- Former Vice President and Democratic presidential candidate Joe Biden has proposed several tax increases that focus on raising taxes on business and capital income.
- Taxing business and capital income can affect saving and investment decisions by reducing the return to these activities and distorting the allocation across different assets, forms of financing, and business forms.
- Under current law, the weighted average marginal effective tax rate (METR) on business assets is 19.6 percent, but it varies significantly by asset type, business form, industry, and how the asset is financed.
- Biden’s tax proposals would raise the METR on business investment in the United States by 7.8 percentage points to 27.5 percent in 2021. The effective tax rate would rise on most assets and new investment in all industries.
- In addition to increasing the overall tax burden on business investment, Biden’s proposals would increase the bias in favor of debt-financed and noncorporate investment over equity-financed and corporate investment.
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Former Vice President and Democratic presidential nominee Joe
Biden has proposed several tax increases that are estimated to raise about $3.8
trillion between 2021 and 2030.1 His
proposals would raise the corporate income tax rate, broaden the business tax
base, and repeal major provisions of the Tax Cuts and Jobs Act (TCJA) that
reduced taxes for high-income households. His proposals would also raise taxes
on capital gains and dividends by raising the tax rate and limiting the ability
to step up the basis of a gain at death.
Biden’s proposals focus on raising taxes on business and
capital income. Doing so means that Biden’s plan primarily raises revenue from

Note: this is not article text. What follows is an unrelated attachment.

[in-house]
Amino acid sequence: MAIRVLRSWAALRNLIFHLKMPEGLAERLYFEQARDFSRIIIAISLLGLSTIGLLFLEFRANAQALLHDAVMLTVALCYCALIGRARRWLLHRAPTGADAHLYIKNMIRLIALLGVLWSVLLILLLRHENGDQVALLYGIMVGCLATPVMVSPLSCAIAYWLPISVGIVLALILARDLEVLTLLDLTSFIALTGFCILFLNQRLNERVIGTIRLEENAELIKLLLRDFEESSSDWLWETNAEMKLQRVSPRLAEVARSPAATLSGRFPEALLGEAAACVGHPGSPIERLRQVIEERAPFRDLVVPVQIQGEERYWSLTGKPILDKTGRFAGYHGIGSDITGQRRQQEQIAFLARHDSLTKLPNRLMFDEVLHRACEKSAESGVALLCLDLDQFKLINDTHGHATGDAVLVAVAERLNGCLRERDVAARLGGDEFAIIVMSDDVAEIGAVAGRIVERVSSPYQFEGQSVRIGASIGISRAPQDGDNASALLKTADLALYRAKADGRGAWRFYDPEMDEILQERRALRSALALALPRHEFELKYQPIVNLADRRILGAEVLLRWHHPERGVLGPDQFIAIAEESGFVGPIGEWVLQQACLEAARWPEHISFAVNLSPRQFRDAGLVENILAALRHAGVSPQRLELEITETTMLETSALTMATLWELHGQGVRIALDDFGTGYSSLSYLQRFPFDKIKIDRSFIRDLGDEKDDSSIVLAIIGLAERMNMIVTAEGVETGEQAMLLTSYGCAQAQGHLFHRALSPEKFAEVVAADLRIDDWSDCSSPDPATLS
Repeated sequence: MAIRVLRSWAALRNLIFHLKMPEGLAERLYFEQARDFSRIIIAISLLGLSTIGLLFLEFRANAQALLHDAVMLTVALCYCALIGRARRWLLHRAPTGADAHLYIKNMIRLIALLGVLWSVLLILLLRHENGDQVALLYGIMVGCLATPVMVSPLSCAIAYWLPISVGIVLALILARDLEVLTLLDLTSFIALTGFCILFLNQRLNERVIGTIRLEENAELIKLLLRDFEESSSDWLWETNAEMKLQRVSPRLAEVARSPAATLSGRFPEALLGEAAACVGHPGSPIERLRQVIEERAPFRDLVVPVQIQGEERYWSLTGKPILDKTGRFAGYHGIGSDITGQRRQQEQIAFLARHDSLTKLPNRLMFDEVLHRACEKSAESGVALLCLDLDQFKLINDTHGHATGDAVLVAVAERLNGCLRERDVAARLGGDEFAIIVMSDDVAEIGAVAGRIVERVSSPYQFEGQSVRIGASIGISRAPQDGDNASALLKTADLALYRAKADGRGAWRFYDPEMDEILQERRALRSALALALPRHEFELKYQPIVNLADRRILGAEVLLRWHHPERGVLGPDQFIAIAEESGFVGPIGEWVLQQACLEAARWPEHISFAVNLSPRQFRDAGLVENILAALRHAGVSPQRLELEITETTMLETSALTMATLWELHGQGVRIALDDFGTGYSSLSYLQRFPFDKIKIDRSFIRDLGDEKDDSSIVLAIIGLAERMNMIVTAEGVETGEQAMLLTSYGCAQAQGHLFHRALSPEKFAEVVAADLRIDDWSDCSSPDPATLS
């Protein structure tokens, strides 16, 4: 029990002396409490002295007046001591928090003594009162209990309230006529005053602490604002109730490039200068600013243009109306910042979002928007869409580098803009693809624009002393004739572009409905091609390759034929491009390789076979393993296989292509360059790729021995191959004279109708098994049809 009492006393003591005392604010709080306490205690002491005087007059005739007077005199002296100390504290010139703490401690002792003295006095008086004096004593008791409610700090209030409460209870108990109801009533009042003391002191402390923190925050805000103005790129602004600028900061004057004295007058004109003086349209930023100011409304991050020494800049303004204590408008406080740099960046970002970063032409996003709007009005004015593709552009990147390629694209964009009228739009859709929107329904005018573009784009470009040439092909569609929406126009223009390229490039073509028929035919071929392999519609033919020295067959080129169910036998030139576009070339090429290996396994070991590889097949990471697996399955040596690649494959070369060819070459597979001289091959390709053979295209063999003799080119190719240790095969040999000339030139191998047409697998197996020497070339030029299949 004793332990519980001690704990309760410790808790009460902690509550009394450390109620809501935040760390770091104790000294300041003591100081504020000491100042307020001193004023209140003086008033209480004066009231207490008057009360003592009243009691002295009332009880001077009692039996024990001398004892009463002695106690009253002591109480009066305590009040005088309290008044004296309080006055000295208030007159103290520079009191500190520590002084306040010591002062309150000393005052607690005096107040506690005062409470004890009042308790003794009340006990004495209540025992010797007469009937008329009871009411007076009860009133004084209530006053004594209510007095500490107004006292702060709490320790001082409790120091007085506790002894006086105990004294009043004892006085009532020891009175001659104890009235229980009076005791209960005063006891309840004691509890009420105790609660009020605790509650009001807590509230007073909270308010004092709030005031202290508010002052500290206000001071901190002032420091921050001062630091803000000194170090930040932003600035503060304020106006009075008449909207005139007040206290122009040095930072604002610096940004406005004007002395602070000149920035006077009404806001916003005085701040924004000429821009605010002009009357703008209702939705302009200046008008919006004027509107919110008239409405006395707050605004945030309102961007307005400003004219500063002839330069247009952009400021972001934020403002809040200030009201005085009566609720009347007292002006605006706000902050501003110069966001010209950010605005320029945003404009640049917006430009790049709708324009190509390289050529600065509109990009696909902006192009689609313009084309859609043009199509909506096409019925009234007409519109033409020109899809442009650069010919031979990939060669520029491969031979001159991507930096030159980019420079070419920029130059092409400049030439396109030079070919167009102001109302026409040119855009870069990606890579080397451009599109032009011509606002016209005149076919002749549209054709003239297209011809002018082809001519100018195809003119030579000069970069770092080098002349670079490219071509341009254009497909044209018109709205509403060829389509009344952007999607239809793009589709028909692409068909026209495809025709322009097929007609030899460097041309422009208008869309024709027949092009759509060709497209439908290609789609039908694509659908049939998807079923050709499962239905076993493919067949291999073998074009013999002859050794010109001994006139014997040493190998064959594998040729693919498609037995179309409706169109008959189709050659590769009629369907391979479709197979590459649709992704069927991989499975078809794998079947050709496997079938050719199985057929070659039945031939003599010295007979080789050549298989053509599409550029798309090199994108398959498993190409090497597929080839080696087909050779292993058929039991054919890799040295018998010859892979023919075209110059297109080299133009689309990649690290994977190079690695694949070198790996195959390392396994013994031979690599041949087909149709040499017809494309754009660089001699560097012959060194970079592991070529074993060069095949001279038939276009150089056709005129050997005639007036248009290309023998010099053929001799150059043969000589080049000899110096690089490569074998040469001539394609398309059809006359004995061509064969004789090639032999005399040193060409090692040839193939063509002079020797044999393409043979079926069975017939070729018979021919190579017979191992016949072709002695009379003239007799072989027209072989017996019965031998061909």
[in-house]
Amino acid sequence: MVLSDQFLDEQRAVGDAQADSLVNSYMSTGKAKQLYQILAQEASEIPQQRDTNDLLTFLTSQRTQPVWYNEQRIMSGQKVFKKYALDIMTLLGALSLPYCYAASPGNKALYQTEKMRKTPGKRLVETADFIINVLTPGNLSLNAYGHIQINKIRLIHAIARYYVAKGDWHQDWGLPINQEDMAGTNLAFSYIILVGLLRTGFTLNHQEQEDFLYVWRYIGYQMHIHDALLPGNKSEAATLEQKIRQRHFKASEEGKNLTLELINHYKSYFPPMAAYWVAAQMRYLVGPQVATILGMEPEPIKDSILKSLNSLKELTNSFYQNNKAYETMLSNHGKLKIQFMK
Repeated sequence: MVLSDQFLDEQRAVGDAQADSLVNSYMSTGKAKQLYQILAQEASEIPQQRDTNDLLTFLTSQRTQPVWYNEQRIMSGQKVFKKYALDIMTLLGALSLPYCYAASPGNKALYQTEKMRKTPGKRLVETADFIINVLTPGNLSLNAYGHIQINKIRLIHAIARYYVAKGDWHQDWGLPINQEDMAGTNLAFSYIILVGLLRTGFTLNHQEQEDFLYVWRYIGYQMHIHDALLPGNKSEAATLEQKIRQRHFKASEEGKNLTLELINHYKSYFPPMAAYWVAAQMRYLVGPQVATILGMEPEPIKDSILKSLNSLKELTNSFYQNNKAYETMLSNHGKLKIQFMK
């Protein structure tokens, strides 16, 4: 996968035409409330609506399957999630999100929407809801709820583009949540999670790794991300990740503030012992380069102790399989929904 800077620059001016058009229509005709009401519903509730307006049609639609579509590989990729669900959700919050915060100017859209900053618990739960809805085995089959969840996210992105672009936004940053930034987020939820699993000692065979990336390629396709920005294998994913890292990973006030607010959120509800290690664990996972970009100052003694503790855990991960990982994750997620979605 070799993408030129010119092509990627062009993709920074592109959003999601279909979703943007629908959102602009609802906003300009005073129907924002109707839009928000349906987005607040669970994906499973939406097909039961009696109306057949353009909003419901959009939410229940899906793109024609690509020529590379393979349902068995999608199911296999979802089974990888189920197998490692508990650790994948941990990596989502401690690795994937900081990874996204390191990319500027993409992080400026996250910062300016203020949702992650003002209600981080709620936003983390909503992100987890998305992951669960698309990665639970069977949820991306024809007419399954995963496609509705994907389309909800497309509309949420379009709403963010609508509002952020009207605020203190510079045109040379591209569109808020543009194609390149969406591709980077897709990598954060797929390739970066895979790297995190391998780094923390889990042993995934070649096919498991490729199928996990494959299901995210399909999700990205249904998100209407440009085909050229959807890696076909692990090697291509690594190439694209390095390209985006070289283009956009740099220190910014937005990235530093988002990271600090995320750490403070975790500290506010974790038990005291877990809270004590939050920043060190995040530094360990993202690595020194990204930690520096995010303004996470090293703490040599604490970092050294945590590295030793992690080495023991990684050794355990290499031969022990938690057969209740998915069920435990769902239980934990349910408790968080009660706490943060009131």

high-income households.2 However, it
also means his plan will affect incentives to save and invest in the United
Business taxes can increase the required return on
investment and reduce the incentive to invest, eventually leading to a smaller
capital stock, lower labor productivity, lower wages, and lower total output.
Individual taxes on capital income can reduce the incentive for individuals to
save by reducing the returns they receive on their investments. Lower national
saving can reduce available financing for new investment and reduce ownership
of capital assets by Americans, which can lead to lower output and lower national
The federal tax system can also distort the allocation of
investment across different types of assets and business forms. Provisions such
as bonus depreciation, the special 20 percent deduction for business income,
and the research and development credit apply to only certain capital assets
and businesses. As a result, assets such as equipment and intellectual property
products held in a pass-through business face much lower effective tax rates
than an office building held by a traditional C corporation.
In addition, taxes can distort how firms finance new
investments. Under current law, firms that finance new investment with debt
receive a deduction for interest payments to lenders. In contrast, firms do not
receive a deduction for dividend payments made to owners of equity. This
results in a bias in favor of debt-financed investment.
This report estimates the impact of Biden’s tax proposal on the effective tax burden on business assets in the United States using the Policy Simulation Library’s Cost-of-Capital-Calculator (CCC).3 The report begins with an overview of how capital is taxed in the United States and of Biden’s tax proposals. It then presents estimates of the marginal effective tax rate (METR) on investment under current law and under Biden’s proposals.
Read the full report.
1. Kyle Pomerleau, Jason DeBacker, and Richard W. Evans, An Analysis of Joe Biden’s Tax Proposals, American Enterprise Institute, June 15, 2020, https://www.aei.org/research-products/report/an-analysis-of-joe-bidens-tax-proposals/.
DeBacker, and Evans, An Analysis of Joe
Biden’s Tax Proposals.
3. Cost-of-Capital-Calculator, https://github.com/PSLmodels/Cost-of-Capital-Calculator#readme.